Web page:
The water was gloriously hot.  The water was slightly salty from the minerals.  The steam made everything softer and more welcoming.

I never wanted to get out.

It wasn’t my first time in an onsen, but it never gets old, bathing naked with a whole bunch of other naked women in waters that are supposed to purify your skin and all that, with everyone just minding their own business and not intruding in anyone’s space. LaQua had an indoor and outdoor area so we tried both (the outdoor one had really hot water, so we went back inside pretty quickly), there were sauna with different temperatures from 45, to 70, to 90 (the 70 was the best, the 90 one was actually an oven), and little things like cold baths and mist showers and stuff made everything better.

And when we decided to get out and get dressed, the spa had hairdryers and lotions and moisturisers and heat-protective sprays.  There were even cotton buds and cotton pads to guarantee that you could look after your skin and hair after your bath to make sure you end up looking like perfection.

After we prettified ourselves up to 1000%, we made our way downstairs to the lounges and found ourselves comfortable armchairs in the women’s only room, and slowly, we drifted to sleep…

The next day, when we made our way out of LaQua, still half asleep and trying to figure out our next move, we realised that more people stayed overnight at the place than we thought.  A lot of office workers and middle-aged women were there, making their way out of the onsen with neat suits and cleaned-up hair.

Or maybe they got to LaQua early in the morning, and prepared for their day by soaking in the baths.

But who knows? If you ever feel like spending a night somewhere comfortable and relatively cheap, just go to LaQua.  They actually have everything you need, and it’s worth the experience.


#tokyolo: impressions
#tokyolo: Lockup
#tokyolo: TVXQ

#tokyolo: TVXQ

Featured Song: Believe In You, TVXQ

I love the ocean.  I love the ocean in all its moods and colours.  When the wind tosses the water up high and the waves come crashing down; when ripples of water lap at the sand and over your feet; when the clouds slowly turn turquoise waters into a dark blue grey.

Waiting for the concert!! |diary of a dysaniac

Waiting for the concert!! | diary of a dysaniac

But I love the ocean the best when it is red, filled with screaming fangirls of all ages (and I mean of all ages) with matching light sticks, waving them to the same beat, chanting fanchants that I chant but don’t actually know.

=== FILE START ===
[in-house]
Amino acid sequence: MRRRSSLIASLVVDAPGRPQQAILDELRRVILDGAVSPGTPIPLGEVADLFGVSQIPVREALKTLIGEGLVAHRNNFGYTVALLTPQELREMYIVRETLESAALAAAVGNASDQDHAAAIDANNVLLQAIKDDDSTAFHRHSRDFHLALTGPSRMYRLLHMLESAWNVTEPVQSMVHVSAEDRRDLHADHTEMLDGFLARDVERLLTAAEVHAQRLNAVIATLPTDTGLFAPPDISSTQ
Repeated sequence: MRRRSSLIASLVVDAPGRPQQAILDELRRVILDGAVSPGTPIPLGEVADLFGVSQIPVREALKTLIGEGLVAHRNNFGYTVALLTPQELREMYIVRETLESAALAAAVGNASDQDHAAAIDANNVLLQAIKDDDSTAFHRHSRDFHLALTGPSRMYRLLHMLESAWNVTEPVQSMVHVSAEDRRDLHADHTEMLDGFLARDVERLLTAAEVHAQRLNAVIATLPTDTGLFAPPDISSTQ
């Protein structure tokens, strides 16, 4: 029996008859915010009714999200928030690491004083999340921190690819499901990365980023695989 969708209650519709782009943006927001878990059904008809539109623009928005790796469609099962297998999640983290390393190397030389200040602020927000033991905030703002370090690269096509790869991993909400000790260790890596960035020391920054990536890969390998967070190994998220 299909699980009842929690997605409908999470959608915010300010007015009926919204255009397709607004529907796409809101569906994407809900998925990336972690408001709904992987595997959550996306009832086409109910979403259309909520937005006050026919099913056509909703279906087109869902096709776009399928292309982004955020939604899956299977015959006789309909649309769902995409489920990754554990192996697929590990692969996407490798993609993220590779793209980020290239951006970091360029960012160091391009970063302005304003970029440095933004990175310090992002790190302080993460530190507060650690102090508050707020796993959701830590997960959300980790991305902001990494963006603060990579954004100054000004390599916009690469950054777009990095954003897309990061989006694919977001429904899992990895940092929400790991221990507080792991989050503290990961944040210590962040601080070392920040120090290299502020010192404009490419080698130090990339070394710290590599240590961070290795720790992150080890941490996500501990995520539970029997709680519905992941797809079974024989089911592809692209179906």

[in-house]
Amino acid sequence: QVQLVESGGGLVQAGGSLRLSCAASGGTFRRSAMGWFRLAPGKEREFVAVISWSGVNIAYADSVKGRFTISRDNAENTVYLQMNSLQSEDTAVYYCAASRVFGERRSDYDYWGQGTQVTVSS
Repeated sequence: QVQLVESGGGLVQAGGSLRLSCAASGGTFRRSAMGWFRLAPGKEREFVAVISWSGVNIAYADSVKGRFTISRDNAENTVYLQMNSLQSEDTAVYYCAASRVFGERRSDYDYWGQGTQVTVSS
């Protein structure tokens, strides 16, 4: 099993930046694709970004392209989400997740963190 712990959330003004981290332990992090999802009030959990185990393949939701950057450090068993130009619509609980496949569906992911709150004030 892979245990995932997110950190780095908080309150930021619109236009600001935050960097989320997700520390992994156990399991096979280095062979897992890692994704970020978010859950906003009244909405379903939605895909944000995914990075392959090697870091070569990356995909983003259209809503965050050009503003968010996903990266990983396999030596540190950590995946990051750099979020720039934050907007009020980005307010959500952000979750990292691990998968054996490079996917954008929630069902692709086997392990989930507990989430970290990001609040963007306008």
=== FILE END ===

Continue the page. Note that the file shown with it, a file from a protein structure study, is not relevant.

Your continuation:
It felt like I was in a cult.  But let’s be real, I’ve been a Cassie the minute Mirotic dropped back in 2008.  And I regret NOTHING.

I mean, the whole point of #tokyolo was TVXQ.  And even though the TVXQ duo aren’t my favourite members, they are still DBSK, and their skills and their strength and their charisma were everything I imagined it to be.  Maybe even more than what I imagined.

Everything, from their dancing, to their singing, to their costumes, to even their awkward Japanese gags, everything made me fall in love with them again.  I never saw the two as the strongest singers in the group, and I never really cared about them as much as I did the members who are now in JYJ.  But apart from their starting song, which was so cringe I couldn’t even, every moment was as strong and as synchronised as if they had always been a duo.  Both my friend and I felt all their energy and amazingness even from where we were seated, a little bit too high to be considered close to the stage, but close enough to still see them in their all their awesome amazing sublimity.

Our lightsticks! |diary of a dysaniac

Our lightsticks! |diary of a dysaniac

This was still not close enough for some of the fans though, because we saw so many people holding little binoculars.  At some point during the concert, when I glanced over to my right, the entire row of people next to me had their binoculars up and staring very very intently at Yunho and Changmin.  I never thought people actually brought binoculars to concerts, but here you go.  Japanese fangirls do.

Something else that Japanese concert-goers do is wave their light sticks in unison in the air, without singing and dancing and all that.  I knew it from all the concerts I’ve watched online, but it was still bizarre to see 50,000 light sticks being waved in unison in real life.  And it still didn’t stop me from singing along and bopping around like a tween at their first music festival.

There were also moments when the concert organisers would tell us to switch off our light sticks so that our light watches could glow in a different colour (usually blue) for the ballad sections.  The effect of the colour change was profoundly beautiful, and by the end of the concert, all the feels and the things were making fans bawl their eyes out.  Including me, but instead of bawling at end of concert feels, I was bawling at my two most favourite DBSK ballads, arranged and sung by two people, but in my heart was being sung by the five in their perfect harmony.